Despite only spending a small amount of time in a recording studio during his lifetime, Syd Barrett became a cult hero. His whimsical songs about bikes, scarecrows, transvestitism and gnomes became part of English psychedelia’s core; his distinctive musical vision set (The) Pink Floyd on the road to stardom. So much was the love for the Floyd’s 1967 debut ‘Piper At The Gates of Dawn’ and associated singles, that Barrett’s two proper solo albums ‘The Madcap Laughs’ and ‘Barrett’ (released in January and November 1970, respectively) also found an audience, despite being very difficult listens.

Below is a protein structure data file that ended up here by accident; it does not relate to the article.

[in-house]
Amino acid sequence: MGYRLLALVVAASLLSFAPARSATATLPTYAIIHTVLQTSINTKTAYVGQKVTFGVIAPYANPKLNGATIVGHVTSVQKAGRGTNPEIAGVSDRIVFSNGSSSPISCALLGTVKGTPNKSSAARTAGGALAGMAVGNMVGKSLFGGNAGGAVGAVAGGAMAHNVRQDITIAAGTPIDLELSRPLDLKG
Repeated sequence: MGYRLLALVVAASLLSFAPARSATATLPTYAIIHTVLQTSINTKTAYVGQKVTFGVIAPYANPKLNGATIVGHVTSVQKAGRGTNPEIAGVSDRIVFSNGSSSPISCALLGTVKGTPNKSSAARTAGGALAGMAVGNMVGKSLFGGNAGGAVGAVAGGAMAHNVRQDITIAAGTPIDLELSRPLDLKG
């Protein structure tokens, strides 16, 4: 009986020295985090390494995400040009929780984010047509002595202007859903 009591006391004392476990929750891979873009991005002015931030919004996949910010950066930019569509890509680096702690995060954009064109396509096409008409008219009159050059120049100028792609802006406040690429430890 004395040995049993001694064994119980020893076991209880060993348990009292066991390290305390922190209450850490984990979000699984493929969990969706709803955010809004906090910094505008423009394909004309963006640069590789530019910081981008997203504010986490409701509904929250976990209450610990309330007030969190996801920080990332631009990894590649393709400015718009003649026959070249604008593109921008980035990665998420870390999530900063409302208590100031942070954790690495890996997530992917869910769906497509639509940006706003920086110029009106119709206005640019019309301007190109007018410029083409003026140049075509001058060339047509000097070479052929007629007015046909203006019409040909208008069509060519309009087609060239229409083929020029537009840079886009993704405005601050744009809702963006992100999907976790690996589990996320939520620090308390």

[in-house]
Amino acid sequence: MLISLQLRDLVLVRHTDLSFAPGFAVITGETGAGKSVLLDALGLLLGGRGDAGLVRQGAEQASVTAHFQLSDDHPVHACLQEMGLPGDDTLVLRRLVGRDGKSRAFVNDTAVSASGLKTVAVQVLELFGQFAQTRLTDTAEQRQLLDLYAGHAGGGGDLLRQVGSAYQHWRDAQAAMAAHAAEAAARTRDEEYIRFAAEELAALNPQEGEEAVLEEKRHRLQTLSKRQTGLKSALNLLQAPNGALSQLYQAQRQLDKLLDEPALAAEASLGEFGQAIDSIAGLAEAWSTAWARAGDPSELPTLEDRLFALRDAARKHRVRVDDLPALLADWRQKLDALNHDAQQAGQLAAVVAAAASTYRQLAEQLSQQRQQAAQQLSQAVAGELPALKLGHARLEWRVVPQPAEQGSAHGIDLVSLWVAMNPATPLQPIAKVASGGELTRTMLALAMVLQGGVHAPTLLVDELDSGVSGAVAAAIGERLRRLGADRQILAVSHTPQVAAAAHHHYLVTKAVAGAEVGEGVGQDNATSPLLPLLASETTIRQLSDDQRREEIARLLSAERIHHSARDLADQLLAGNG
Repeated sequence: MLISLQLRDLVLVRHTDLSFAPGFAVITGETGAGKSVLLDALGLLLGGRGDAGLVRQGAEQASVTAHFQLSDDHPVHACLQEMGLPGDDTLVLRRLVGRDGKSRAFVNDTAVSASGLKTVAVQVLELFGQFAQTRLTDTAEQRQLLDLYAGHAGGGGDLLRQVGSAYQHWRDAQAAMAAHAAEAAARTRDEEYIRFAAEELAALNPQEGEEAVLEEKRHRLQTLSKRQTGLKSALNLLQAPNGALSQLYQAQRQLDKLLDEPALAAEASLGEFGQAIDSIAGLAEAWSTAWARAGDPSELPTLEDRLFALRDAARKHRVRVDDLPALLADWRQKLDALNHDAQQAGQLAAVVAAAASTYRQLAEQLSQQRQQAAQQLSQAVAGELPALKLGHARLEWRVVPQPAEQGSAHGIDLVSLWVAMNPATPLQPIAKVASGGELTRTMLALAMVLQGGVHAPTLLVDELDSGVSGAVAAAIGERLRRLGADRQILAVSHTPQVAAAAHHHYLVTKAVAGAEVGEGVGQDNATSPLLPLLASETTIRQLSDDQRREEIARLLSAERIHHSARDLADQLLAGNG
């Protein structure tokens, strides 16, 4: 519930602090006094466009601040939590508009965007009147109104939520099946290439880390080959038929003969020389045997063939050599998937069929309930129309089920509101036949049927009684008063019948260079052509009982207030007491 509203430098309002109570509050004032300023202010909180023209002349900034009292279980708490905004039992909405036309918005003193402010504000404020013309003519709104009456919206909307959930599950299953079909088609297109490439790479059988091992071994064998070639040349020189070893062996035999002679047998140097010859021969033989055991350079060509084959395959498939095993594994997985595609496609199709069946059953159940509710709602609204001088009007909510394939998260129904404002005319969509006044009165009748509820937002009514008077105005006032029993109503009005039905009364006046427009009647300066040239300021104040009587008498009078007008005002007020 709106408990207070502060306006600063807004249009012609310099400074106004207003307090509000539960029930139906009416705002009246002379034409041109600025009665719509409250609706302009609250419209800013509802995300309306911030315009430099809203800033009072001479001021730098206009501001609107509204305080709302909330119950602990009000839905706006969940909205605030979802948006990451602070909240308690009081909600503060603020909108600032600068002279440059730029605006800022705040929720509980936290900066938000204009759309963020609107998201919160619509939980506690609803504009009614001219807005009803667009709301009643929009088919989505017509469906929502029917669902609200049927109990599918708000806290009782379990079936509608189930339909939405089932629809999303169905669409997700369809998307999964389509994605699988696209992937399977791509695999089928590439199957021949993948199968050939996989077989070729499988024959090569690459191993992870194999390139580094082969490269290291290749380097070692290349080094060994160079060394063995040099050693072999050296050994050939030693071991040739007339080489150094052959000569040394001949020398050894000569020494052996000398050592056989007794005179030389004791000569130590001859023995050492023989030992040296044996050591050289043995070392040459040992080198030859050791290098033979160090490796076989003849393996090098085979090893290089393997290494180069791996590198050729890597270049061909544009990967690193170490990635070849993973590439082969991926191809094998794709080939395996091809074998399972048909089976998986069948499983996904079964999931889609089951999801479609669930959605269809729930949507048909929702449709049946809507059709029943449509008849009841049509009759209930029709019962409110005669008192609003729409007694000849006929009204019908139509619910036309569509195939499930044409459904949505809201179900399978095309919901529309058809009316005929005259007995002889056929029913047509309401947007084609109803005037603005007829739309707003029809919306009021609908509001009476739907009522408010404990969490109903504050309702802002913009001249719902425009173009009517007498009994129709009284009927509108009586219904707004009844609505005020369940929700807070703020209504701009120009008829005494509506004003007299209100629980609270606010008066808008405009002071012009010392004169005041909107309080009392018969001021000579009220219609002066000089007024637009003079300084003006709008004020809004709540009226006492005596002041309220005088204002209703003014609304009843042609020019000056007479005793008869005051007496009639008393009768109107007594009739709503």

Both records are a document of a fractured mind. The ugly folk rock/dark psychedelia of ‘The Madcap Laughs’ plays out like an audio document of the performer’s mental illness, made harder to listen to due to it’s relatively minimalist approach. ‘Barrett’ has a more conventional rock sound, a warmer production and a few other things that arguably make it a superior album, but Barrett’s musical snapshots show further deterioration. This is painfully obvious in the case of ‘Rats’, with its semi-improvised train of thought and offensive phrases, and the clanging ‘Wolfpack’, where the performer struggles to keep time and rhythm when faced with even the most basic set of chords. Those albums represent recordings that could fall apart at any moment. Indeed, such was Syd’s frame of mind, that ‘The Madcap Laughs’ took eighteen months to complete, when other singer songwriter works of the era would have been done and dusted in a third of the time. Hearing the incomplete takes scattered within the ‘Crazy Diamond’ box set further highlights what a frustrating process David Gilmour, Roger Waters and Rick Wright must’ve gone through to get something – anything – useful on tape. At their best, those albums are an interesting look at a rapidly fading star, with glimpses of what could have been. At worst, they sound like exploitation.